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Unsettled Objects: Troubling Colonialism and Institutional Reckoning - Detailseite

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  • Online Belegung noch nicht möglich oder bereits abgeschlossen
Veranstaltungsart Seminar Veranstaltungsnummer 51731
Semester WiSe 2021/22 SWS 2
Rhythmus keine Übernahme Moodle-Link  
Veranstaltungsstatus Freigegeben für Vorlesungsverzeichnis  Freigegeben  Sprache englisch
Belegungsfristen - Eine Belegung ist online erforderlich
Veranstaltungsformat Digital


Gruppe 1
Tag Zeit Rhythmus Dauer Raum Raum-
Lehrperson Status Bemerkung fällt aus am Max. Teilnehmer
Mo. 16:00 bis 18:00 wöch     findet statt    
Gruppe 1:
Zur Zeit keine Belegung möglich

Zugeordnete Personen
Zugeordnete Personen Zuständigkeit
Tinius, Jonas Leonhard , Dr.
von Oswald, Margareta , Dr.
Abschluss Studiengang LP Semester
Master of Arts  Ethnographie: Theorie Hauptfach ( Vertiefung: kein LA; POVersion: 2019 )   -  
Master of Arts  Europäische Ethnologie Hauptfach ( Vertiefung: kein LA; POVersion: 2014 )   -  
Zuordnung zu Einrichtungen
Philosophische Fakultät, Institut für Europäische Ethnologie

As a new reckoning with the colonial past is, belatedly, taking shape today, former metropoles and colonies are increasingly searching for what Felwine Sarr and Bénédicte Savoy call a "new relational ethics" in response to demands for accountability, transparency, and repair for injustice past and present. This course focuses on a key element of this contemporary confrontation: the role of public institutions, particularly museums, archives, universities and related institutions whose own histories are inextricable from the colonial project. How do institutions such as natural history museums, ethnographic collections, contemporary art galleries, film archives, or libraries function as both a target of critique and a means through which former empires reckon with their colonial past? How can ingrained ways of seeing, collecting, conserving, and curating inherited from imperial modernity become inverted, subverted, and diverted? How do collections of artefacts and human remains become sites for multiple contestation of ethics, law, politics, identity, money, and, not least, anthropology itself, as both the subject and object of critique and reinvention? This course approaches imperial formations and their material remains through contemporary practices. Readings are drawn, inter alia, from anthropological theory, ethnographic studies, critical museology, postcolonial curating, and conversations with practitioners and activists. Students will pursue individual site-specific projects and there will be a focus on a comparative perspective on the cities of Berlin and New York that will also be addressed in the student-projects and a series of public webinars. The seminar will be co-taught between the Anthropology Department at the New School in New York (with Jonathan Bach) and the Humboldt-Universität zu Berlin. Until December, classes will be taught jointly on zoom with the New School students. Seminars will take place in English. From January onwards, the class will continue in English (public webinars) and German (student projects and presentations) and can also - subject to Covid-regulations and student consent - take place in person in seminars at the IfEE.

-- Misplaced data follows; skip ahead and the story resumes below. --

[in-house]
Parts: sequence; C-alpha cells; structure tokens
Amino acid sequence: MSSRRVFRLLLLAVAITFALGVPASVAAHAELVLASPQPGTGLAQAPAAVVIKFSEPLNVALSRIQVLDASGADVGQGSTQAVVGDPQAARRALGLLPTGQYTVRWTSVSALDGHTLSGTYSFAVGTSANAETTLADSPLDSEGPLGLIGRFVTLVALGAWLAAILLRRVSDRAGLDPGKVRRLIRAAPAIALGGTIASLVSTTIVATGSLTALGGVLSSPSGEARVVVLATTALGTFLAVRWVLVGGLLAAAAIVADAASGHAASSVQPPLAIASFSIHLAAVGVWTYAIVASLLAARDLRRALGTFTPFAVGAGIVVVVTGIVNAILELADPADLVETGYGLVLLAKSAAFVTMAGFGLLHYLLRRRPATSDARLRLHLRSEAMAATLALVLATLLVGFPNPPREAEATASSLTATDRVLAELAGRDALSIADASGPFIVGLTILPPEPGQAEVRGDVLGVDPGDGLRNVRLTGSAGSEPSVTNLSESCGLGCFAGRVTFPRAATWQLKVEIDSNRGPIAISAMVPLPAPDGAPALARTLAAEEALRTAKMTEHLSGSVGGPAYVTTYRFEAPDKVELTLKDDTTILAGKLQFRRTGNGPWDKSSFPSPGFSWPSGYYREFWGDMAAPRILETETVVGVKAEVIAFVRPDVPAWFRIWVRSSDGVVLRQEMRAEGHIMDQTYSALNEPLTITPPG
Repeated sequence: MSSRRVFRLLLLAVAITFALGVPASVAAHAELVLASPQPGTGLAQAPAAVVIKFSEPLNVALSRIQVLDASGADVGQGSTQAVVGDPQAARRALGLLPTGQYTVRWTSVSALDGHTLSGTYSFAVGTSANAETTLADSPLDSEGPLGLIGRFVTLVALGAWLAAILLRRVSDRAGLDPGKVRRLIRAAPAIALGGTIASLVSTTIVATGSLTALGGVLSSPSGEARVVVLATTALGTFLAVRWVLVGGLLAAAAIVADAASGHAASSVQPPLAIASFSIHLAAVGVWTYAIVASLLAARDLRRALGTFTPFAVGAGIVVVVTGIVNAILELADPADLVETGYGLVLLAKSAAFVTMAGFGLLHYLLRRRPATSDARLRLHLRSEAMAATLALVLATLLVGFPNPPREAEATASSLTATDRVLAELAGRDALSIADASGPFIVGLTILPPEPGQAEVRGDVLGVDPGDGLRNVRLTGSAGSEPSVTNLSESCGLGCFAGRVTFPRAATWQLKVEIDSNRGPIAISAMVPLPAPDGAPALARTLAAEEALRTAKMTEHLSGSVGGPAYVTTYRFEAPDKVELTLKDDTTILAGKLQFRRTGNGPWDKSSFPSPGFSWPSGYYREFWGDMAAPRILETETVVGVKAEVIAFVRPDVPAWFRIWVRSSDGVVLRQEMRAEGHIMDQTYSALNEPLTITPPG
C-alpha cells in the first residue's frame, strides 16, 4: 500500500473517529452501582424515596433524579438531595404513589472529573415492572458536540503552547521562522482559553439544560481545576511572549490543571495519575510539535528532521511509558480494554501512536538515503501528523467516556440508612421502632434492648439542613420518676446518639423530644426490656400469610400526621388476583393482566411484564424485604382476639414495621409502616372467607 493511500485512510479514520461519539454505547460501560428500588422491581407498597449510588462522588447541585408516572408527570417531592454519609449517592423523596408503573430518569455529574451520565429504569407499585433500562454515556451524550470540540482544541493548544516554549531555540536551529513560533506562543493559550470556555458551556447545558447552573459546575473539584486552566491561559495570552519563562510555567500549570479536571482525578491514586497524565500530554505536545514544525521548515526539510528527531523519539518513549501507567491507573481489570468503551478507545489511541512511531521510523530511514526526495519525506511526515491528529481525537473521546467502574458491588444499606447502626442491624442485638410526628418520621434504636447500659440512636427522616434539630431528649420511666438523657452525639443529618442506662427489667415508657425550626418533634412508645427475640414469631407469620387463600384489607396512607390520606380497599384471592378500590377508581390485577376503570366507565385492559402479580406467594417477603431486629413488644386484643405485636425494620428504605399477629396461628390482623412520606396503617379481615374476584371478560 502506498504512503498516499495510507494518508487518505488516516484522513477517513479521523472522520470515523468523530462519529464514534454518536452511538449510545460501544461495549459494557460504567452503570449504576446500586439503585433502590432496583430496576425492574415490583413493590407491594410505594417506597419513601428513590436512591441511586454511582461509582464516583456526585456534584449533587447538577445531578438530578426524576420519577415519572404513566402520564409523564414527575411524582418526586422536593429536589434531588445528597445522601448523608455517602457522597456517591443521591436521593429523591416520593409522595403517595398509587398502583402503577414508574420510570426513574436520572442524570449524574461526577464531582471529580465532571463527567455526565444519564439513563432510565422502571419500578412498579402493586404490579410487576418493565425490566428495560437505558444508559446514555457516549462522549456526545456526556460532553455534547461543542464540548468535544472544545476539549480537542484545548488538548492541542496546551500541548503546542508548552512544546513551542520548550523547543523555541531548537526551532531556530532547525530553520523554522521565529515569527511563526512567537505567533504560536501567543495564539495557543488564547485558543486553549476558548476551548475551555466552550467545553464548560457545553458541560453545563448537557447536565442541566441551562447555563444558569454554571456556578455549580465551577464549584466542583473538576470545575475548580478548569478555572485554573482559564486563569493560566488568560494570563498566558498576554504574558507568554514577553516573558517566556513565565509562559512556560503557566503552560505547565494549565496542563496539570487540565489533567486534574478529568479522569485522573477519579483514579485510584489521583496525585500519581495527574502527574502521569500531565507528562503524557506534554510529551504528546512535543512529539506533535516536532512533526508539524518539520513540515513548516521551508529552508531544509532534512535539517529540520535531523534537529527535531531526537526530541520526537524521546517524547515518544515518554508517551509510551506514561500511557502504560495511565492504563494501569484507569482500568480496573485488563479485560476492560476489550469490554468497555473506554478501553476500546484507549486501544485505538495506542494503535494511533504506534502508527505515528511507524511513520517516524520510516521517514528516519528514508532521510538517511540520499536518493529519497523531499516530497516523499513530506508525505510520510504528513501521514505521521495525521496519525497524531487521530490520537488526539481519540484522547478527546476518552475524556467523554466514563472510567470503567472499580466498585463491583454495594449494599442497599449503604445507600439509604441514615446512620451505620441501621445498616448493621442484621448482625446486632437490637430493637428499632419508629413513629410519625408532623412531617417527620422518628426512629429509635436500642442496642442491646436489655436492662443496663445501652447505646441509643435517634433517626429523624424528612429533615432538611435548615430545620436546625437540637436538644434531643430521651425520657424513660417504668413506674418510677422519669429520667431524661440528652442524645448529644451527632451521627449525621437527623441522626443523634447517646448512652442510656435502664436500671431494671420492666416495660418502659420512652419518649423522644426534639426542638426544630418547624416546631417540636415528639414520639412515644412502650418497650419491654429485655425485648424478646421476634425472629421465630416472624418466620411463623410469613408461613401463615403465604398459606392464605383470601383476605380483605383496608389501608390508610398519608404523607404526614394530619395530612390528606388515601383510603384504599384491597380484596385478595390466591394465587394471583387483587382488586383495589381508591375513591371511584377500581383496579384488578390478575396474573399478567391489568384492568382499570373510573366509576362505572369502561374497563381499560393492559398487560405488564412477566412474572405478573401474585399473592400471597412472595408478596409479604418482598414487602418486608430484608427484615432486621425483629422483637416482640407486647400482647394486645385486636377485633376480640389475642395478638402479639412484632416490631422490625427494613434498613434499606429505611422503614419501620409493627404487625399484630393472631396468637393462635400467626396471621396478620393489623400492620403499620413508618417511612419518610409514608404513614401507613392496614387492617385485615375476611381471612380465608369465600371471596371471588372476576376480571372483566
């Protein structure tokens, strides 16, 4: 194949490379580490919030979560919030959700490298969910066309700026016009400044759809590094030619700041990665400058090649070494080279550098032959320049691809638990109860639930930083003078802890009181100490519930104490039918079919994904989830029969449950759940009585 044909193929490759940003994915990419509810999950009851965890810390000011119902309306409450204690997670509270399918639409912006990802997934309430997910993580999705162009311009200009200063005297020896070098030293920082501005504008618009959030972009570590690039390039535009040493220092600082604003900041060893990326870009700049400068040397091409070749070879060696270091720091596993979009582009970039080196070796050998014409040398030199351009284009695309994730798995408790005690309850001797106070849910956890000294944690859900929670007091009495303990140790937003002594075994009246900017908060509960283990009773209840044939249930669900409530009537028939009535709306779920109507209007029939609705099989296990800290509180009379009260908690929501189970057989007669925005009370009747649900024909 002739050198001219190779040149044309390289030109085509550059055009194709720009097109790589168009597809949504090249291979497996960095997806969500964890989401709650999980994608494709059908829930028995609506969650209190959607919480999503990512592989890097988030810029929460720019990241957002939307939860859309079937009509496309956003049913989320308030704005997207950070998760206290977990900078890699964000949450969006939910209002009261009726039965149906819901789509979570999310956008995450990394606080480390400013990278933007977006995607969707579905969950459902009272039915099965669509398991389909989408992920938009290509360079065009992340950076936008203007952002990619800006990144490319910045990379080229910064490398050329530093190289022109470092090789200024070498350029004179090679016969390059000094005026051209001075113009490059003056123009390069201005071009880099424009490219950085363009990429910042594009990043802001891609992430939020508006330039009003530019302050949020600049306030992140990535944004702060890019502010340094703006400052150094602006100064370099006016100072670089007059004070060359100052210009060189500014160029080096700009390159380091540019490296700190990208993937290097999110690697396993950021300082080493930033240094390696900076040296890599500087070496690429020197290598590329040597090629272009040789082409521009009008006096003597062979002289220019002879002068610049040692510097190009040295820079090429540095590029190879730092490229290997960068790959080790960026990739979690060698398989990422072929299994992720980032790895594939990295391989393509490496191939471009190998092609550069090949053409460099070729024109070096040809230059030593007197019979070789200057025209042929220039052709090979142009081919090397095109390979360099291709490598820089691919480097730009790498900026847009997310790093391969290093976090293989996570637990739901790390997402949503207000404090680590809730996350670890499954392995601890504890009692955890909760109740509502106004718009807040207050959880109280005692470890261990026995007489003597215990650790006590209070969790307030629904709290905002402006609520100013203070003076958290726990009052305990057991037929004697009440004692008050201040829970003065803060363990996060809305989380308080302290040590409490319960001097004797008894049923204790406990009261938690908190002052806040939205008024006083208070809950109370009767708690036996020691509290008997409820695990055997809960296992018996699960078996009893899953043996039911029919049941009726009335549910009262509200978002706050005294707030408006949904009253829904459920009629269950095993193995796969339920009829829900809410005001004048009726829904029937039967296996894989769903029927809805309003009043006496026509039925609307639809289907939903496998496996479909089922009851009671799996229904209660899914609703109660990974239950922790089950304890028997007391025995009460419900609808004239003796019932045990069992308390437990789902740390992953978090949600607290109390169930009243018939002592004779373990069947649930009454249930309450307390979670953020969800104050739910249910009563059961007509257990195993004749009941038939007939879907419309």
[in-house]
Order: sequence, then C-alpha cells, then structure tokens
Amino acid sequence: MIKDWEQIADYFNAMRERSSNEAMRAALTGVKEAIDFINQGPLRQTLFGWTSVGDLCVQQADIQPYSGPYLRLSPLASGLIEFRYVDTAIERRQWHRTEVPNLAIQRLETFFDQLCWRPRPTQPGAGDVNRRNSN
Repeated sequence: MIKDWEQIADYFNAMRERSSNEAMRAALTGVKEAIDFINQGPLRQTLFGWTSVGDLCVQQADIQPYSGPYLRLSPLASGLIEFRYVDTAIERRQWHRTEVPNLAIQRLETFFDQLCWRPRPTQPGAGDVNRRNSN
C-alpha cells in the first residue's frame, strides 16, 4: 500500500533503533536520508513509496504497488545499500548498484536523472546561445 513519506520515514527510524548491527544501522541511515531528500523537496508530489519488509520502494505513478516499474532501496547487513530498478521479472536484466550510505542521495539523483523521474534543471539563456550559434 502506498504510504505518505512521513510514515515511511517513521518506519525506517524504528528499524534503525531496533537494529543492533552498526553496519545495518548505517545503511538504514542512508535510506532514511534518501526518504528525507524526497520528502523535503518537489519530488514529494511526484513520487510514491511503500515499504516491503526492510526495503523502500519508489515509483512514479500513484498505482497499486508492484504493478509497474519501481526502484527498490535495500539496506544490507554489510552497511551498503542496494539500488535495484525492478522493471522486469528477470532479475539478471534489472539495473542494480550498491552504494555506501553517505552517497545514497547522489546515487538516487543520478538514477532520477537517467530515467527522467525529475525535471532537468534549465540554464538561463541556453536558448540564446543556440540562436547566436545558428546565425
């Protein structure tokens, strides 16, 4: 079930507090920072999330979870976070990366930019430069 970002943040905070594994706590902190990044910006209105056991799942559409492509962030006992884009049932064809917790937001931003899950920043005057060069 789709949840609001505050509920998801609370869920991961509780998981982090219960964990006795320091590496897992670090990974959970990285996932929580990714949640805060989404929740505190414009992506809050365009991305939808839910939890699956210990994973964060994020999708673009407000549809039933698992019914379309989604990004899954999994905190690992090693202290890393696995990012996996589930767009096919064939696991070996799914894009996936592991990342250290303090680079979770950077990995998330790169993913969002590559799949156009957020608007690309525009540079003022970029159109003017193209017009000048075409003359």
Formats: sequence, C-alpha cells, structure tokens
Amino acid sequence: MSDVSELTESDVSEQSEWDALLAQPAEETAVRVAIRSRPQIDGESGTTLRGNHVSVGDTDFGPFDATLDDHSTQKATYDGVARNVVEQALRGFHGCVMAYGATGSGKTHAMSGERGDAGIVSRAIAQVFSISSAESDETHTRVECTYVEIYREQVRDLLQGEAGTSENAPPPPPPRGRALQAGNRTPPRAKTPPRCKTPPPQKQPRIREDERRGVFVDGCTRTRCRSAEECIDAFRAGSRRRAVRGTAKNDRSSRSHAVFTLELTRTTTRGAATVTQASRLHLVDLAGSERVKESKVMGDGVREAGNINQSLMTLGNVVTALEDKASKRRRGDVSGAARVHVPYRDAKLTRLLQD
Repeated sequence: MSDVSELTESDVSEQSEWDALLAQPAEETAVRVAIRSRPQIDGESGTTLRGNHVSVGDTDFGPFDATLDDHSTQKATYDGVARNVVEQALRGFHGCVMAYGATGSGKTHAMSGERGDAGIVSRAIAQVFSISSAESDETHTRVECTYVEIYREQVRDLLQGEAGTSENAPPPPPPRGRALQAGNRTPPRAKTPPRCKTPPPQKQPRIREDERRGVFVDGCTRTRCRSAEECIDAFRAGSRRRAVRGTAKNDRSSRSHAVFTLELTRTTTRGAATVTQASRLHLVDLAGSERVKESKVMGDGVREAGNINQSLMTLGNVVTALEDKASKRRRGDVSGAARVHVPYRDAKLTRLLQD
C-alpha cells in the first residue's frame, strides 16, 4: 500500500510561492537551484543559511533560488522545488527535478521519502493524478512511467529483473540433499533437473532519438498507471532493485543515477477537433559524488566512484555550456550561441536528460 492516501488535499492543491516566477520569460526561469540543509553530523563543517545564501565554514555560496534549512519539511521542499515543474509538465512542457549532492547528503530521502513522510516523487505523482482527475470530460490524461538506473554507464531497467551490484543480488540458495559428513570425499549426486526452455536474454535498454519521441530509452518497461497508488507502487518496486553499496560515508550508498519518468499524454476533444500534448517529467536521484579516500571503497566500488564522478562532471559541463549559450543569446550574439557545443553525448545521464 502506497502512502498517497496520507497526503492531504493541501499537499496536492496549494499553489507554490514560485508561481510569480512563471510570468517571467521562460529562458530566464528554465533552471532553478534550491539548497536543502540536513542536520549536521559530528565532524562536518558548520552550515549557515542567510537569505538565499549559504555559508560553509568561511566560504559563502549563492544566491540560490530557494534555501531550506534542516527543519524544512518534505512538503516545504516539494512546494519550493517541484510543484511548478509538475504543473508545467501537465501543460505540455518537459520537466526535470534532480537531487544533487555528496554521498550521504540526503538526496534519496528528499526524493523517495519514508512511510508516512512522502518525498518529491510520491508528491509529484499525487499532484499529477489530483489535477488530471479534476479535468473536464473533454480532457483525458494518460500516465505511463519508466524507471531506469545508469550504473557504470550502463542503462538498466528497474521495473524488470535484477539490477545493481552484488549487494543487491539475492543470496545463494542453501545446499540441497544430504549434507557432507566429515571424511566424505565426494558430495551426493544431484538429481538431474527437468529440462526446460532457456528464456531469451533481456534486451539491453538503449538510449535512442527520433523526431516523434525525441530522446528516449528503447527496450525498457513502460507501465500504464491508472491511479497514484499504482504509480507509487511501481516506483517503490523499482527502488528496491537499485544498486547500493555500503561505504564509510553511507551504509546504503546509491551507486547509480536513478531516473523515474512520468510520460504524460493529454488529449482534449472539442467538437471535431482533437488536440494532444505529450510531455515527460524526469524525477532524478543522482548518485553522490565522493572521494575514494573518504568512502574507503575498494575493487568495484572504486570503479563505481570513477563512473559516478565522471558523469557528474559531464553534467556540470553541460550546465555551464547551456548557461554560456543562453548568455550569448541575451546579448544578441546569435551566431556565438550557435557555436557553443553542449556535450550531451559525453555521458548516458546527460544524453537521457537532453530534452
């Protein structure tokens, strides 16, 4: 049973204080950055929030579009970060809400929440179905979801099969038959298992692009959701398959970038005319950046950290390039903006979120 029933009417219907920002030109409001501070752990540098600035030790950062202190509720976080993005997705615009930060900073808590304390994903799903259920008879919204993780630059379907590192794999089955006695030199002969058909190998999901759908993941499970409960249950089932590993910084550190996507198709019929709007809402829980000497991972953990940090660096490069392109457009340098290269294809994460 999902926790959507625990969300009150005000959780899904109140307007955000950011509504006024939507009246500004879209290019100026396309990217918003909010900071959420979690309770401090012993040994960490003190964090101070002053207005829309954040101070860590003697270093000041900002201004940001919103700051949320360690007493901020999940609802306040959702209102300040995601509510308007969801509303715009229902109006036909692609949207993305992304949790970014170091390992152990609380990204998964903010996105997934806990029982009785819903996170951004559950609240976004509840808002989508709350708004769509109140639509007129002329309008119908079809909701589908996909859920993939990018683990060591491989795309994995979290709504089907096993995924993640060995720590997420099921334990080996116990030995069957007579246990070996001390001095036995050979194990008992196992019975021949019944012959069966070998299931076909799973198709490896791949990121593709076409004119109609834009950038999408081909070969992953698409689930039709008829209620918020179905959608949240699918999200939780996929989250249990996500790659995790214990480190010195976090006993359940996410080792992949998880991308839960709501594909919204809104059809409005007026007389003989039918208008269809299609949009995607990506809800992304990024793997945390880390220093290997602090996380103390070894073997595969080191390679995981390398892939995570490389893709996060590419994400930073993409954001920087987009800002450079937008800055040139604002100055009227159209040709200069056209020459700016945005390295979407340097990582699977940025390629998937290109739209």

Keine Einordnung ins Vorlesungsverzeichnis vorhanden. Veranstaltung ist aus dem Semester WiSe 2021/22. Aktuelles Semester: WiSe 2022/23.
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